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  • Essay

    How the periodic table went from a sketch to an enduring masterpiece

    Every field of science has its favorite anniversary.

    For physics, it’s Newton’s Principia of 1687, the book that introduced the laws of motion and gravity. Biology celebrates Darwin’s On the Origin of Species (1859) along with his birthday (1809). Astronomy fans commemorate 1543, when Copernicus placed the sun at the center of the solar system.

    And for chemistry, no cause for...

    01/08/2019 - 11:29 Chemistry
  • News

    A newly approved drug could be a boon for treating malaria

    The first new treatment in 60 years for a particularly stubborn kind of malaria is raising hopes that it might help eradicate the disease, even though the treatment can cause a dangerous side effect.

    Called tafenoquine, the drug targets the parasite that causes relapsing malaria. Plasmodium vivax infects an estimated 8.5 million people, mainly in Asia and Latin America. Each time...

    08/09/2018 - 10:00 Health, Microbes, Genetics
  • Feature

    Meet the speedsters of the plant world

    Somewhere in the wetlands of South Carolina, a buzzing fly alights on a rosy-pink surface. As the fly explores the strange scenery, it unknowingly brushes a small hair sticking up like a slender sword. Strolling along, the fly accidentally grazes another hair. Suddenly, the pink surface closes in from both sides, snapping shut like a pair of ravenous jaws. The blur of movement lasts only a...

    05/16/2018 - 12:11 Plants, Biophysics, Physics
  • Reviews & Previews

    Fossils sparked Charles Darwin’s imagination

    Darwin’s FossilsAdrian ListerSmithsonian Books, $19.95

    Charles Darwin famously derived his theory of evolution from observations he made of species and their geographic distributions during his five-year voyage around the world on the H.M.S. Beagle. But in the introduction of On the Origin of Species, the naturalist also cites another influence: the thousands of fossils that he...

    04/08/2018 - 08:00 Evolution, History of Science, Paleontology
  • Essay

    How physicists will remember Stephen Hawking

    Stephen Hawking, a black hole whisperer who divined the secrets of the universe’s most inscrutable objects, left a legacy of cosmological puzzles sparked by his work, and inspired a generation of scientists who grew up reading his books.

    Upon Hawking’s death on March 14 at age 76, his most famous discovery — that black holes aren’t entirely black, but emit faint...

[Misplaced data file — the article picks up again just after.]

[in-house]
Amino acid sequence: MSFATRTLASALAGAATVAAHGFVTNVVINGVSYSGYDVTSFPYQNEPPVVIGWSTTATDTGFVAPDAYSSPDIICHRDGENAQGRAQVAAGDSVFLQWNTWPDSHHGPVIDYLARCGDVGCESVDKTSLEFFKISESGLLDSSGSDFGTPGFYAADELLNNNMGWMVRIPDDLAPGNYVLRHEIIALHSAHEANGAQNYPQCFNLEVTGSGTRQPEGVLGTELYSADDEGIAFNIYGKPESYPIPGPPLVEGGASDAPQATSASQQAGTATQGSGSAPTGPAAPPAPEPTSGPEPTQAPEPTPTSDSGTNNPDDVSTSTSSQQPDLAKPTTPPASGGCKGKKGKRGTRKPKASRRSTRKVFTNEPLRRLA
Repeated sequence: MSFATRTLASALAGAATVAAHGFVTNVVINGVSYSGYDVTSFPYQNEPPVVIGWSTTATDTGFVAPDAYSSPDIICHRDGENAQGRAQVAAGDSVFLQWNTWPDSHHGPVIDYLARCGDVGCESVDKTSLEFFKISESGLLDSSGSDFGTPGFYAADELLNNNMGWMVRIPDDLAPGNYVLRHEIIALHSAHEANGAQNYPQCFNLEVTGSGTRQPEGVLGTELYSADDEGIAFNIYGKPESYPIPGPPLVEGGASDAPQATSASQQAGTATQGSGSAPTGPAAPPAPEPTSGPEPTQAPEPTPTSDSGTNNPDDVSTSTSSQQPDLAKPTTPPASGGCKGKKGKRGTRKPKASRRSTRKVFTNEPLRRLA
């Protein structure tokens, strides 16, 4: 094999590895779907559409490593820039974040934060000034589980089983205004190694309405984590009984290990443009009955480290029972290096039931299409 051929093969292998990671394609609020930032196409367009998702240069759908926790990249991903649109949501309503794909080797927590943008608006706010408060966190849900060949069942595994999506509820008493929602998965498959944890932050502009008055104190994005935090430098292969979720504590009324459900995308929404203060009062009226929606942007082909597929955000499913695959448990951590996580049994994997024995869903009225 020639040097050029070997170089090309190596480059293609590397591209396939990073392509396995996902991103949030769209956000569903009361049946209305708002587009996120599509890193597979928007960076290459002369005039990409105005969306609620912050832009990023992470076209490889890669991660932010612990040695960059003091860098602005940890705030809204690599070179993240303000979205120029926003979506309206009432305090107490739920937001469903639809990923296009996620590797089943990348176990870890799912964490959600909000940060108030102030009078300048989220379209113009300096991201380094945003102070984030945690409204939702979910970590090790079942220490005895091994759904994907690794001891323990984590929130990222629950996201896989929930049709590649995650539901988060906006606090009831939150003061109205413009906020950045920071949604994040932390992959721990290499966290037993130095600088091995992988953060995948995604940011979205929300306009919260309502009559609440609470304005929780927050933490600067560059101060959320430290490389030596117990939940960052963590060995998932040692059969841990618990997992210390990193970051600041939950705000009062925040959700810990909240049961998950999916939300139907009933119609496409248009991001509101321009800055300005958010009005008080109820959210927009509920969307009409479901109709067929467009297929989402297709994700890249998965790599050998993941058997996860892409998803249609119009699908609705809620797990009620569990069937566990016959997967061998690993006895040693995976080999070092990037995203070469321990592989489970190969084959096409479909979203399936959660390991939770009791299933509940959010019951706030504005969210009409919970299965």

04/03/2018 - 12:18 Physics, Science & Society
  • Editor's Note

    Great praise for categories, and seeing beyond them

    Classification is inevitable. It’s a widespread human tendency and a bedrock of scientific study. From rocks to stars to the stinkbug buzzing against my window, from parts of speech to diseases to the fundamental forces of nature, if an object or phenomenon can be described, it will be grouped with others like it and distinguished from those that differ.

    One of the best-known...

    11/01/2017 - 12:13 Animals, Evolution, Science & Society
  • Essay

    Defining ‘species’ is a fuzzy art

    The funniest thing I’ve ever said to any botanist was, “What is a species?” Well, it certainly got the most spontaneous laugh. I don’t think Barbara Ertter, who doesn’t remember the long-ago moment, was being mean. Her laugh was more of a “where do I even start” response to an almost impossible question.

    At first glance, “species” is a basic vocabulary word schoolchildren can ace on a...

    11/01/2017 - 09:00 Evolution, Conservation
  • Feature

    Hybrids reveal the barriers to successful mating between species

    It’s a tale as old as wine. Two organisms meet over a barrel of alcohol and decide to mate.

    Geneticist Maitreya Dunham didn’t see it happen. But she has molecular evidence that two yeast species produced a hybrid in an old warehouse turned microbrewery. The two species had grown apart, evolutionarily speaking, about 10 million to 20 million years ago, Dunham, of the University of...

    10/31/2017 - 10:00 Evolution, Molecular Evolution, Animals
  • News

    How bird feeders may be changing great tits’ beaks

    Some great tits in the United Kingdom are getting long in the beak — and it may have something to do with a British fondness for bird feeders.

    Parus major songbirds are thought to be relatively similar throughout Europe. But comparing DNA data from great tits in the United Kingdom with those in the Netherlands revealed key genetic differences between the two populations. The analysis,...

    10/23/2017 - 07:00 Evolution, Animals, Ecosystems
  • Reviews & Previews

    New book offers a peek into the mind of Oliver Sacks

    The River of ConsciousnessOliver SacksKnopf, $27

    The experience of reading the essays that make up The River of Consciousness is very much like peering into an ever-changing stream. Pebbles shift as the water courses by, revealing unexpected facets below.

    The essays, by neurologist Oliver Sacks and arranged into an anthology two weeks before his death in 2015, meander through...

    10/06/2017 - 09:00 Neuroscience, History of Science, Human Evolution